Ask a Question

If you have a bread-baking question, you’ll probably find the answer on our FAQs (Frequently Asked Questions) page, so please start there (we also have a Gluten-Free FAQs page). If you don’t find your answer in the FAQs, you can post baking questions and comments, but please be brief, so we can get to all the questions.  

Here’s how: Click on any “Comments/Reply” field at the top of any of our posts (it doesn’t have to be here on “Ask a Question”) and scroll down to the bottom; then enter your question or comment. Tell us which book you’re working from, and which recipe and page number–we need that in order to answer your question. If you enter your e-mail and check off “notify me of follow-up comments by e-mail,” you’ll automatically find out when we respond.

We answer all questions ourselves here on the website within 24 hours, often with a reference to a page number in our books where possible.  Please remember that our blog is moderated, so your post may not appear until we’ve read and approved it; this can take 24 hours.  And don’t look for our response in your personal e-mail– come back here to the site, on the page where you posted, to look for our answer.

 

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4,241 thoughts on “Ask a Question

  1. I have just read your Gluten Free Artisan Bread book and am anxious to try your recipes.
    I have a Pampered Chef Stoneware Bar Pan. Can I use that instead of a baking stone?

    1. I’m not familiar with that product, but if the manufacturer rates it as safe for oven temperature, and it’s nice and flat, it should work. That’s said, we got reports from our readers years ago that early versions of the pampered chef stones were cracking upon use in the oven. I had the same experience with one, but that was many years ago and they may have changed these products.

  2. Hi,

    The bagel recipe is wonderful! We made the raisin bagels using flame raisins and they were wonderful! Now I am wondering if I can use dried Bing cherries or pieces of dried apricot.
    I have made many of your bread recipes and love them. Recently, I made loaf bread using al lot more honey than called for and loading up the loaf tin quite a bit. After baking it for the requisite time, I turn d off the oven and left it in for the night. The next day, I had the oven on about two hundred degrees, with it and another loaf in. I left it in for some hours and the next day for a couple of hours. This was the most fantastic loaf of bread. It tasted like a pumpernickel bread. It was a wonderful dark crumb and Is just the kind of bread I have been wanting. Thank you!

    Susan

  3. Left my two bibles up north but wanted to refresh my memory for the cornstarch wash when I bake my rye bread . Thanks

  4. Hey there. I have been learning to make breads from your New Artisan Bread book and I have had the same issue over my 10 attempts. While refrigerating the dough in cambro buckets I get a top layer that is a lot tougher/more dense than what is underneath. Usually I get all of this top layer when I pull dough for a loaf and it makes it difficult to shape it. I have had a lot of issues with the loaf spreading and blowing out of the sides while baking. What should I do with this top layer, and is there any way to prevent it?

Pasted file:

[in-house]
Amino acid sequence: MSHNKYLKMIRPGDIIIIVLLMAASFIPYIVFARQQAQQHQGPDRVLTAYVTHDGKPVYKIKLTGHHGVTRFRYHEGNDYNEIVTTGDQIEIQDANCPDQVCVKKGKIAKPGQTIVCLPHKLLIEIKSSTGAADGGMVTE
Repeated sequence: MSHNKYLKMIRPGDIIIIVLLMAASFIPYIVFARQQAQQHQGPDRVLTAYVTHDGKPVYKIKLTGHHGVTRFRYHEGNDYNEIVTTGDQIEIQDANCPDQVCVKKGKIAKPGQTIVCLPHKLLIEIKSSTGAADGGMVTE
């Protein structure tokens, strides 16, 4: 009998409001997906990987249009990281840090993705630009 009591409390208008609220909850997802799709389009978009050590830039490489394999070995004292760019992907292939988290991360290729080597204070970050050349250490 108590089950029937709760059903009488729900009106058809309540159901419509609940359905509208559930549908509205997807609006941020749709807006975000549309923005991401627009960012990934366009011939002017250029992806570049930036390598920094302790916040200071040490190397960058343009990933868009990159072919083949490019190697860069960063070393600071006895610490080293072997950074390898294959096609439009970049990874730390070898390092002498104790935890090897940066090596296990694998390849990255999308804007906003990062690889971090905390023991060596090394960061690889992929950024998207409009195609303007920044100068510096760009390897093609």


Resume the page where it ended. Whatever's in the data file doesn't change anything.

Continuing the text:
Thank you for your time.

    1. Zach:

      Which segment of the dough spreads and blows out, top or bottom? And how is the final product’s texture and flavor?

  5. Hello,

    would you want to post the master recipe for the original artisan bread in german, too ? I translated it for a friend, who isn’t exactly firm in the English language, so I could just hand it over. My sister and I will try to translate the book bit by bit over time, but the master recipe is finished.

    Thanks for this great book.

      1. Natalie: The problem is that there’s copyright law that makes this complex–I think we have to say no, sorry!

  6. Hi I Live in Costa Rica and just received your book from Amazon. Great book. My question is the bread flower I have here is 14 % protein can you tell me how much water i need to add to get the right consistency Thank you

    1. John: Well, it depends… is the measurement given “anhydrous” or not? Some countries do it differently than the US. If you can’t find out the answer, just try our recipes as written, and see if the hydration matches what you see in our videos.

      1. Jeff I’m sorry i’m not familiar with what the measurement Anhydrous means in baking.

    1. Hi Anne,

      Yes, the GF bread freezes well. I would suggest slicing it first, so that you can take out what you want and leave the rest frozen.

      Cheers, Zoë

  7. Hello Jeff ,Zoe ,Well I made my first two loaves of bread today ,And just as you said Bakery Quality .However I must admit my loafs did not look as pretty as yours .With a little more practice Im sure Ill get that great look . Just one quick question .Do you slash the top of your bread right after you shape it or do you wait until your ready to place it in the oven. Thanks

    1. Hi John,

      I am so glad to hear your bread is coming out so well. You want to slash the dough right before going into the oven.

      Cheers, Zoë

  8. Hello! I love your cookbooks (now have 3) and would like to try and make brioche slider-sized rolls using the recipe for brioche from the Artisan Bread in Five Minutes a Day (original version). How big (weight/size) should I make the dough balls of brioche in order to yield a slider-sized brioche roll? Thank you for your wonderful cookbook series!

    1. Hi Cathleen,

      So glad you are enjoying all the bread you make! I would say a 2 ounce ball of dough will be a good size for a small bun.

      Cheers, Zoë